Although modifications and changes may be suggested by those skilled in the art, it is the intention of the inventors to embody within the patent warranted heron all changes and modifications as reasonably and properly come within the scope of their contribution to the art.

Claims (13)

The invention claimed is:
1. A method to detect a specific bacterium in a hollow organ of the gastrointestinal tract of a subject, comprising the steps of:
storing an initial substance in a reservoir of an endocapsule, said reservoir having an opening that communicates an interior of said reservoir with an exterior environment of said endocapsule, said initial substance being resorbable by said bacterium;
maintaining said opening covered with an electronically operable closure element to confine said initial substance to said interior of said reservoir;
providing said endocapsule with a measurement chamber having an interior in which a sensor is located that detects at least one metabolic product associated with said bacterium;
closing off said interior of said measurement chamber from said exterior environment of said endocapsule except for a membrane that is semi-permeable for said at least one metabolic product;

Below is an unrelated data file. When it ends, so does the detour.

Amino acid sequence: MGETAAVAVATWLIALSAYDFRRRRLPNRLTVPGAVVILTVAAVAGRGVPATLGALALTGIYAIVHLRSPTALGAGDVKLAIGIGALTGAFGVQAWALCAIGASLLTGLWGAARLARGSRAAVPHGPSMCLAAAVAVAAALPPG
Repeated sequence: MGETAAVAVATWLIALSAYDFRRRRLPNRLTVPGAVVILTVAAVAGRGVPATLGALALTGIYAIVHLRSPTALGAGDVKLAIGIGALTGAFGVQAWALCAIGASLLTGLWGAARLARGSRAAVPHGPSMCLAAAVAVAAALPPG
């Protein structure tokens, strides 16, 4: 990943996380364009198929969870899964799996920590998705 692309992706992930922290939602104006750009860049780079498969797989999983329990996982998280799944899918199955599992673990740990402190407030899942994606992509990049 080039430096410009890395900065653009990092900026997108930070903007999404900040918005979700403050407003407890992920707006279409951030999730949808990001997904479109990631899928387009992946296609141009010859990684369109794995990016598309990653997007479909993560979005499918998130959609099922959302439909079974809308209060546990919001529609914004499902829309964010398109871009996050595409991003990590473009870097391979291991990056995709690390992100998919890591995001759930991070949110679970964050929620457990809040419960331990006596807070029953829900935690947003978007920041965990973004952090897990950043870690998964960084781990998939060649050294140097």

introducing said endocapsule into said gastrointestinal tract of the subject;
from a control unit in said endocapsule, electronically operating said closure element to uncover said opening and introduce said initial substance into the hollow organ of the subject, by releasing said initial substance from the reservoir, and thereby causing said initial substance to be resorbed by the bacterium, when the bacterium is present in the hollow organ, so as to generate said at least one metabolic product from interaction of the initial substance with the bacterium when said bacterium is present in the hollow organ; and